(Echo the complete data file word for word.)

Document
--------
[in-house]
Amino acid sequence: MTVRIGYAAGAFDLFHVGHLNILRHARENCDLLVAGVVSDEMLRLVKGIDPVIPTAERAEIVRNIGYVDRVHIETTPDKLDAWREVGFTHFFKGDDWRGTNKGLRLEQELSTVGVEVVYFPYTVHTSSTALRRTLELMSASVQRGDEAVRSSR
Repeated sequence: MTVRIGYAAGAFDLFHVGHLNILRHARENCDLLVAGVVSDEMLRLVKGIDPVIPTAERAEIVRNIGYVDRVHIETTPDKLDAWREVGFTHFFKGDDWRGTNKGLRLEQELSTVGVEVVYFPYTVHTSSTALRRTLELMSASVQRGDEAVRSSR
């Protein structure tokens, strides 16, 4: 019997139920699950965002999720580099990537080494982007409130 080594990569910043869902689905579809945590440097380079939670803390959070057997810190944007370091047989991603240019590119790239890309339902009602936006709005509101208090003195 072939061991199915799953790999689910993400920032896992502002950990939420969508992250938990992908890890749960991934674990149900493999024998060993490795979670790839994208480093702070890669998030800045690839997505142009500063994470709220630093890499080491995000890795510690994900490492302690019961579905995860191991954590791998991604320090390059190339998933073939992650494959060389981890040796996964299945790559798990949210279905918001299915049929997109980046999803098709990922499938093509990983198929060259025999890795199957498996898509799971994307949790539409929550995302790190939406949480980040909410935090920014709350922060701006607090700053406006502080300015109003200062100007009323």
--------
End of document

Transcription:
[in-house]
Amino acid sequence: MTVRIGYAAGAFDLFHVGHLNILRHARENCDLLVAGVVSDEMLRLVKGIDPVIPTAERAEIVRNIGYVDRVHIETTPDKLDAWREVGFTHFFKGDDWRGTNKGLRLEQELSTVGVEVVYFPYTVHTSSTALRRTLELMSASVQRGDEAVRSSR
Repeated sequence: MTVRIGYAAGAFDLFHVGHLNILRHARENCDLLVAGVVSDEMLRLVKGIDPVIPTAERAEIVRNIGYVDRVHIETTPDKLDAWREVGFTHFFKGDDWRGTNKGLRLEQELSTVGVEVVYFPYTVHTSSTALRRTLELMSASVQRGDEAVRSSR
């Protein structure tokens, strides 16, 4: 019997139920699950965002999720580099990537080494982007409130 080594990569910043869902689905579809945590440097380079939670803390959070057997810190944007370091047989991603240019590119790239890309339902009602936006709005509101208090003195 072939061991199915799953790999689910993400920032896992502002950990939420969508992250938990992908890890749960991934674990149900493999024998060993490795979670790839994208480093702070890669998030800045690839997505142009500063994470709220630093890499080491995000890795510690994900490492302690019961579905995860191991954590791998991604320090390059190339998933073939992650494959060389981890040796996964299945790559798990949210279905918001299915049929997109980046999803098709990922499938093509990983198929060259025999890795199957498996898509799971994307949790539409929550995302790190939406949480980040909410935090920014709350922060701006607090700053406006502080300015109003200062100007009323």